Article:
Put the bosses of the water companies in charge of the economy, since they said there was a drought it hasn't stopped raining, so if they were to say we're in a recession....................................

  • rate this
    +2

    Comment number 480.

    Never had a hosepipe ban.
    Never had a water meter.
    Water bill not excessive.
    Water supply company not privatised.

    Coincidence?

  • rate this
    -1

    Comment number 479.

    my my i have upset people today, look at my post 193, then read 211,only saying what i think folks, we seem to be able to waste cash on a biblical scale,cash we supposedly dont have yet we cut investment in uk to the bare bones,can you tell me where the sense is in that,and before labour loonies speak its ALL pol colours to blame none of em have a spine, time for radical change a new party is reqd

  • rate this
    0

    Comment number 478.

    The Middle Eastern countries all have desalination plants that generate ample water for their populations. They also have massive gas reserves. The gas is burnt in turbines to drive electric gererators for the grid. The exhaust gases are used to boil sea water to make steam which is condensed to make water. Simple! We need is to find massive gas reserves under UK soil, there lies the problem!

  • rate this
    0

    Comment number 477.

    Weather forecasting is not a science it's a guessing game where the pundits so often get it totally wrong despite the sophisticated equipment at their disposal. Better to stick with the seaweed test and a bit of humility would not go amiss. Instead of more windfarms build better flood defences and renew and maintain our ancient Victorian drainage systems.

  • rate this
    +3

    Comment number 476.

    MR.TRUCULENT SAYS!
    Prof. Higgs has found a break through in physics sience, a new partical in an atom.But I am sad to say this is not true for weather science.Ever since the BBC/MET OFFICE mentioned a Barbeque summer 5 years ago,we have had 5 bad summers in a row in the north of England.They cannot forcast 5 days in advance. They get it wrong and SO Blame Global Warming. A pathetic excuse.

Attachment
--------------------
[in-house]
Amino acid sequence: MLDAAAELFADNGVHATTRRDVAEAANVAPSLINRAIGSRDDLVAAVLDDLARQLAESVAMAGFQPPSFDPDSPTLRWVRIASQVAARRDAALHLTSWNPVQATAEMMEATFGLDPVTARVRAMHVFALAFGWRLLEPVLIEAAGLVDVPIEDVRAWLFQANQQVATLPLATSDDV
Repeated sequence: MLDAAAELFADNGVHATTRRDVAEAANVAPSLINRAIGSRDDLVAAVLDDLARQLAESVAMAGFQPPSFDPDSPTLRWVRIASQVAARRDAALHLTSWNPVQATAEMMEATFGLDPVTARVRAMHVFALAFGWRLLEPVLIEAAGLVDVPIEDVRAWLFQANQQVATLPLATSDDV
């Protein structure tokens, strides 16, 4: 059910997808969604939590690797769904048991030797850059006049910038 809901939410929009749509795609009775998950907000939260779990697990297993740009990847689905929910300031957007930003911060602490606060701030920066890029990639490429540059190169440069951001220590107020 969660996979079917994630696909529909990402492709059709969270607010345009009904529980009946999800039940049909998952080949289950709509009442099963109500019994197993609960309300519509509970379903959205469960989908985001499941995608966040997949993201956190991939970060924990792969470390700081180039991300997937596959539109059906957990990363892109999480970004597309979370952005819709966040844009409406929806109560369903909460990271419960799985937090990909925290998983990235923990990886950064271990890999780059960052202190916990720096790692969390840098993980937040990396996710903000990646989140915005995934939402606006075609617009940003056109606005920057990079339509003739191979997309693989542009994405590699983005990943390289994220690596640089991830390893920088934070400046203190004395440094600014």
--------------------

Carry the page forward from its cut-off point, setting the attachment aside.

E&OE

  • rate this
    +2

    Comment number 475.

    Water is just another commodity for the stock exchange to play with.

  • rate this
    +1

    Comment number 474.

    "40.
    Biscuiteater
    Some posts here have been asking why not renationalise the water companies. The problem with that is that the government will have to pay market rates to renationalise it. The present owners will not be giving it away and it is very profitable."

    Nonsense! Nationalise it without compensation on the grounds that the companies have failed to provide the service. Job done.

  • rate this
    0

    Comment number 473.

    463.Total Mass Retain
    Sceptics argue that the predictions of wet summers have not been made. Climate models can predict the energy content of the climate, not how it is distributed at the local level. They cannot predict where the jet stream flows in any year
    ****
    There are some long range forcasters that seem to be able to do just that, saying that it is linked to solar activity.

  • rate this
    0

    Comment number 472.

    458.Eddy from Waring
    Yes Yorkshire is the best we have some of the best countryside

  • rate this
    0

    Comment number 471.

    460.Total Mass Retain
    "Sidney Monroe
    'Don't forget are children will never know what snow is "
    That was a selectively quoted headline which did not represent the peer reviewed science.
    This is why I doubt whether you have a PHd.Viner actually said:“Children just aren’t going to know what snow is,” which a search reveals in seconds. It has got nothing to do with the headline.'

  • rate this
    +3

    Comment number 470.

    Has the word "Average" been cut out of the dictionaries of water companies & the media? It's a historical fact in the UK that when there is dearth of rainfall there'll always be a matching glut to follow. It's not complicated, all it needs is to spend money on providing the system with enough buffering to average out peaks and valleys in supply, shareholder divvies should come out AFTER that.